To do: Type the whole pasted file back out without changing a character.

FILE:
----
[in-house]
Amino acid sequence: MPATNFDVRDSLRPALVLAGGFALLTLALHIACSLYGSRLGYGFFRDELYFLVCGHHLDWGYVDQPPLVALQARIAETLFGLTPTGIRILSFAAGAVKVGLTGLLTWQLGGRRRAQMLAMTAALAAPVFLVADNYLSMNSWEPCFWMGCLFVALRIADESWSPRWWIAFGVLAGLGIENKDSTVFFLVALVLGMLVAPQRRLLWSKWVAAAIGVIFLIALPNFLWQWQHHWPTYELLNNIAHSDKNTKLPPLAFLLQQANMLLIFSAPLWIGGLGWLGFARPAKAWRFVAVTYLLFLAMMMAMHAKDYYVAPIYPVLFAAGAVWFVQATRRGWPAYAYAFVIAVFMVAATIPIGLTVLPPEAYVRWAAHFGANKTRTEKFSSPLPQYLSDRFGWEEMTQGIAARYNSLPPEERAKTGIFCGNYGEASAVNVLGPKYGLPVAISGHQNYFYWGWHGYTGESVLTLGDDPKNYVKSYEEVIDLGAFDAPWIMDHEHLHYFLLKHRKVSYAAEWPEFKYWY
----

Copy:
[in-house]
Amino acid sequence: MPATNFDVRDSLRPALVLAGGFALLTLALHIACSLYGSRLGYGFFRDELYFLVCGHHLDWGYVDQPPLVALQARIAETLFGLTPTGIRILSFAAGAVKVGLTGLLTWQLGGRRRAQMLAMTAALAAPVFLVADNYLSMNSWEPCFWMGCLFVALRIADESWSPRWWIAFGVLAGLGIENKDSTVFFLVALVLGMLVAPQRRLLWSKWVAAAIGVIFLIALPNFLWQWQHHWPTYELLNNIAHSDKNTKLPPLAFLLQQANMLLIFSAPLWIGGLGWLGFARPAKAWRFVAVTYLLFLAMMMAMHAKDYYVAPIYPVLFAAGAVWFVQATRRGWPAYAYAFVIAVFMVAATIPIGLTVLPPEAYVRWAAHFGANKTRTEKFSSPLPQYLSDRFGWEEMTQGIAARYNSLPPEERAKTGIFCGNYGEASAVNVLGPKYGLPVAISGHQNYFYWGWHGYTGESVLTLGDDPKNYVKSYEEVIDLGAFDAPWIMDHEHLHYFLLKHRKVSYAAEWPEFKYWY